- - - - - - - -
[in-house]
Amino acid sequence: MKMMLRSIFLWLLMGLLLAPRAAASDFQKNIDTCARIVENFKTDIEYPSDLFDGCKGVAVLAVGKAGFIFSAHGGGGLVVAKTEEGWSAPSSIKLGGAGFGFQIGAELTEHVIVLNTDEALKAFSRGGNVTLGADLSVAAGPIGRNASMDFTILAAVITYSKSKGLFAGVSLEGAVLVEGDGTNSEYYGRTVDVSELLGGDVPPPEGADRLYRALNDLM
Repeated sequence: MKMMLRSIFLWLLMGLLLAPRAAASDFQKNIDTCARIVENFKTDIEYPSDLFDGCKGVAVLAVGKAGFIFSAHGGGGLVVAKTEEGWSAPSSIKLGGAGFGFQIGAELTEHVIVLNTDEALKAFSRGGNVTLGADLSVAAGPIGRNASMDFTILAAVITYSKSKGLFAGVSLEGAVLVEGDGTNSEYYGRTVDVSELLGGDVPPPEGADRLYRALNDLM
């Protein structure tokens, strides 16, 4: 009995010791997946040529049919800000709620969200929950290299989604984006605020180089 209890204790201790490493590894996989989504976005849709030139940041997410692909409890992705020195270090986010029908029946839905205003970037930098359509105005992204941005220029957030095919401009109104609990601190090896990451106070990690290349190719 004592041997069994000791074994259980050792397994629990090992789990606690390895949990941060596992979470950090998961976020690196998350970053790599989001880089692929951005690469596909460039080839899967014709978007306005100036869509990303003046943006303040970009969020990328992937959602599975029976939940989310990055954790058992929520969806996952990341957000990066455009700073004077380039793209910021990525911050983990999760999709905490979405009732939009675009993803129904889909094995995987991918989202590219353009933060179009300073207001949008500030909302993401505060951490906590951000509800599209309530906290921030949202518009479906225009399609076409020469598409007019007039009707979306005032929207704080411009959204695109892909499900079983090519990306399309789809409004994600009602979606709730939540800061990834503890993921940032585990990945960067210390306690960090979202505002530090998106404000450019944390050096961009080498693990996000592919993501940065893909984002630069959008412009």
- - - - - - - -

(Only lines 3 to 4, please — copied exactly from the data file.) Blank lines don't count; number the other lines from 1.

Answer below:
Repeated sequence: MKMMLRSIFLWLLMGLLLAPRAAASDFQKNIDTCARIVENFKTDIEYPSDLFDGCKGVAVLAVGKAGFIFSAHGGGGLVVAKTEEGWSAPSSIKLGGAGFGFQIGAELTEHVIVLNTDEALKAFSRGGNVTLGADLSVAAGPIGRNASMDFTILAAVITYSKSKGLFAGVSLEGAVLVEGDGTNSEYYGRTVDVSELLGGDVPPPEGADRLYRALNDLM
């Protein structure tokens, strides 16, 4: 009995010791997946040529049919800000709620969200929950290299989604984006605020180089 209890204790201790490493590894996989989504976005849709030139940041997410692909409890992705020195270090986010029908029946839905205003970037930098359509105005992204941005220029957030095919401009109104609990601190090896990451106070990690290349190719 004592041997069994000791074994259980050792397994629990090992789990606690390895949990941060596992979470950090998961976020690196998350970053790599989001880089692929951005690469596909460039080839899967014709978007306005100036869509990303003046943006303040970009969020990328992937959602599975029976939940989310990055954790058992929520969806996952990341957000990066455009700073004077380039793209910021990525911050983990999760999709905490979405009732939009675009993803129904889909094995995987991918989202590219353009933060179009300073207001949008500030909302993401505060951490906590951000509800599209309530906290921030949202518009479906225009399609076409020469598409007019007039009707979306005032929207704080411009959204695109892909499900079983090519990306399309789809409004994600009602979606709730939540800061990834503890993921940032585990990945960067210390306690960090979202505002530090998106404000450019944390050096961009080498693990996000592919993501940065893909984002630069959008412009």